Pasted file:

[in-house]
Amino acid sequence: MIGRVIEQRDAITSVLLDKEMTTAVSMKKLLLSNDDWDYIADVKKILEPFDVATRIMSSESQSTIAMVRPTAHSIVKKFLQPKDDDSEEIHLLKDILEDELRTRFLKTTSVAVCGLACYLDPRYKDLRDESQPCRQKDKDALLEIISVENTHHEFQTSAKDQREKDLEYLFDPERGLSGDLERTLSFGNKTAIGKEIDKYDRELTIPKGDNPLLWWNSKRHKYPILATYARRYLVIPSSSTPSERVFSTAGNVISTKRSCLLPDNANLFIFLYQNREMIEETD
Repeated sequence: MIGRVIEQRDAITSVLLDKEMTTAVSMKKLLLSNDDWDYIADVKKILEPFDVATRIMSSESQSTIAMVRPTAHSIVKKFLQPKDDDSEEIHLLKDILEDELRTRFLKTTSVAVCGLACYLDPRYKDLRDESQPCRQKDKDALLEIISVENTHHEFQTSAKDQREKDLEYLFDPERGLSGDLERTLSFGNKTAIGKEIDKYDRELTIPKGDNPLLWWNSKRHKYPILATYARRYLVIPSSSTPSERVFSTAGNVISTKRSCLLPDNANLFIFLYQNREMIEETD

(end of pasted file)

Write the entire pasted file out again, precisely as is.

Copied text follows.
[in-house]
Amino acid sequence: MIGRVIEQRDAITSVLLDKEMTTAVSMKKLLLSNDDWDYIADVKKILEPFDVATRIMSSESQSTIAMVRPTAHSIVKKFLQPKDDDSEEIHLLKDILEDELRTRFLKTTSVAVCGLACYLDPRYKDLRDESQPCRQKDKDALLEIISVENTHHEFQTSAKDQREKDLEYLFDPERGLSGDLERTLSFGNKTAIGKEIDKYDRELTIPKGDNPLLWWNSKRHKYPILATYARRYLVIPSSSTPSERVFSTAGNVISTKRSCLLPDNANLFIFLYQNREMIEETD
Repeated sequence: MIGRVIEQRDAITSVLLDKEMTTAVSMKKLLLSNDDWDYIADVKKILEPFDVATRIMSSESQSTIAMVRPTAHSIVKKFLQPKDDDSEEIHLLKDILEDELRTRFLKTTSVAVCGLACYLDPRYKDLRDESQPCRQKDKDALLEIISVENTHHEFQTSAKDQREKDLEYLFDPERGLSGDLERTLSFGNKTAIGKEIDKYDRELTIPKGDNPLLWWNSKRHKYPILATYARRYLVIPSSSTPSERVFSTAGNVISTKRSCLLPDNANLFIFLYQNREMIEETD